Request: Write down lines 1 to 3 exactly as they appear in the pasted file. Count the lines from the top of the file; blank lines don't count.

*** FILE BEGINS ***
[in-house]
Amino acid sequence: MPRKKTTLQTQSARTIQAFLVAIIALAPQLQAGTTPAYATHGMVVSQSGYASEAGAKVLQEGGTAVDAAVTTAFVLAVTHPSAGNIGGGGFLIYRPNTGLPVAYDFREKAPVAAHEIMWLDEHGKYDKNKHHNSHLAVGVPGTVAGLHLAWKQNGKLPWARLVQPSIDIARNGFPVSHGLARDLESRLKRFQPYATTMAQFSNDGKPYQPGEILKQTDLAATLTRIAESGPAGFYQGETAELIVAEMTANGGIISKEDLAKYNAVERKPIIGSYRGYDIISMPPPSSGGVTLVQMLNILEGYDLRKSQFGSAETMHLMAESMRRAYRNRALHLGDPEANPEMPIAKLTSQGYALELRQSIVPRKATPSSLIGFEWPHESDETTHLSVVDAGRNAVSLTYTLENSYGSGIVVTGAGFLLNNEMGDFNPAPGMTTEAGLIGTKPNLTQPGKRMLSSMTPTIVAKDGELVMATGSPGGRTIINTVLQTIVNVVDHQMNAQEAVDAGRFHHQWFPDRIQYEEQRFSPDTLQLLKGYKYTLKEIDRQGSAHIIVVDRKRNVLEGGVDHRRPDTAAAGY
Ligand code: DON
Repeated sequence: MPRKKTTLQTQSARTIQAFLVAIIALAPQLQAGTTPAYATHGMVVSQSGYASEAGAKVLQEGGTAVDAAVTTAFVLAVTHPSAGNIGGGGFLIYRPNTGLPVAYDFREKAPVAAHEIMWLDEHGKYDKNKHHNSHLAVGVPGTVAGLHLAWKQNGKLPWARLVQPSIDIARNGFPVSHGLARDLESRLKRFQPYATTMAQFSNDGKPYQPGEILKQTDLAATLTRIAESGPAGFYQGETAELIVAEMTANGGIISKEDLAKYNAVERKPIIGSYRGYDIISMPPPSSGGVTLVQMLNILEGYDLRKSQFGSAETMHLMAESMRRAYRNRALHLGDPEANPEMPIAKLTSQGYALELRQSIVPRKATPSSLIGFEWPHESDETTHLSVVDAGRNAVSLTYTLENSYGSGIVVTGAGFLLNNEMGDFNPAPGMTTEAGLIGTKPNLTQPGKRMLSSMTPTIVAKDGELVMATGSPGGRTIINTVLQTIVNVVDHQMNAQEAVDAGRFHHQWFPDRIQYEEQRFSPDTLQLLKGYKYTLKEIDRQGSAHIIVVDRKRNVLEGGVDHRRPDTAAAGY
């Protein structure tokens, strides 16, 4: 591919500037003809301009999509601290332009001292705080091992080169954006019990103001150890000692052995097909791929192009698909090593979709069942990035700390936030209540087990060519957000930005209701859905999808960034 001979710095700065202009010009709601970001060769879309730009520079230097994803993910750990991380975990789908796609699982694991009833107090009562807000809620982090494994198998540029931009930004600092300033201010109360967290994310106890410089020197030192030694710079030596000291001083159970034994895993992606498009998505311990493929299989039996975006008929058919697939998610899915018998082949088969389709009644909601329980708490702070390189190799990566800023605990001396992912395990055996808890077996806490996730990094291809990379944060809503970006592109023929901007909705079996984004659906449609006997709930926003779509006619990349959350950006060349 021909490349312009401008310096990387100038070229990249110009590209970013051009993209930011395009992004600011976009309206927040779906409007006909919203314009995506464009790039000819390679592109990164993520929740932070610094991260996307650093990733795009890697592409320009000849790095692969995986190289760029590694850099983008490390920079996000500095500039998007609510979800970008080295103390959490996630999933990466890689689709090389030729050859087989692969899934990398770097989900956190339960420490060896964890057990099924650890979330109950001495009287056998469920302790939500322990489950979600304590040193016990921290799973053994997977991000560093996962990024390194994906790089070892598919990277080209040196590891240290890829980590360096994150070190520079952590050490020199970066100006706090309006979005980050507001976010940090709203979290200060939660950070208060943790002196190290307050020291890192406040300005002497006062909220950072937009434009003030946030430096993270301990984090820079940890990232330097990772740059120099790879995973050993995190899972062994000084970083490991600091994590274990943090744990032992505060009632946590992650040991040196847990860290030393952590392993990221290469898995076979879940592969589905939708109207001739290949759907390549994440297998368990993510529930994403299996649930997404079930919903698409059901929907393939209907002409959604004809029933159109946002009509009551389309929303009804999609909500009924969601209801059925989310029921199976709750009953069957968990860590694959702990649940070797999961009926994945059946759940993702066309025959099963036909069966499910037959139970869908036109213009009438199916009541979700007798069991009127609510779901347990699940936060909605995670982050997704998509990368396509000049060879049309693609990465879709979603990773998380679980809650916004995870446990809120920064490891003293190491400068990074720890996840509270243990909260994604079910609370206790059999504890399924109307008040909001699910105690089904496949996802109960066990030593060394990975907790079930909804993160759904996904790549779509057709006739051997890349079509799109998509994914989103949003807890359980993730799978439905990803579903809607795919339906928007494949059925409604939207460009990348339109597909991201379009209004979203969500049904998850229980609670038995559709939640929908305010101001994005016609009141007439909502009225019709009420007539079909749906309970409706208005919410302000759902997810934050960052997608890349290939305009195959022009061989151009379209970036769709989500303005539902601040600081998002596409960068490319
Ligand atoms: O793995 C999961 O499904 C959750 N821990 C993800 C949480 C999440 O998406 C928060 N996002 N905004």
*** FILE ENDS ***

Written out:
[in-house]
Amino acid sequence: MPRKKTTLQTQSARTIQAFLVAIIALAPQLQAGTTPAYATHGMVVSQSGYASEAGAKVLQEGGTAVDAAVTTAFVLAVTHPSAGNIGGGGFLIYRPNTGLPVAYDFREKAPVAAHEIMWLDEHGKYDKNKHHNSHLAVGVPGTVAGLHLAWKQNGKLPWARLVQPSIDIARNGFPVSHGLARDLESRLKRFQPYATTMAQFSNDGKPYQPGEILKQTDLAATLTRIAESGPAGFYQGETAELIVAEMTANGGIISKEDLAKYNAVERKPIIGSYRGYDIISMPPPSSGGVTLVQMLNILEGYDLRKSQFGSAETMHLMAESMRRAYRNRALHLGDPEANPEMPIAKLTSQGYALELRQSIVPRKATPSSLIGFEWPHESDETTHLSVVDAGRNAVSLTYTLENSYGSGIVVTGAGFLLNNEMGDFNPAPGMTTEAGLIGTKPNLTQPGKRMLSSMTPTIVAKDGELVMATGSPGGRTIINTVLQTIVNVVDHQMNAQEAVDAGRFHHQWFPDRIQYEEQRFSPDTLQLLKGYKYTLKEIDRQGSAHIIVVDRKRNVLEGGVDHRRPDTAAAGY
Ligand code: DON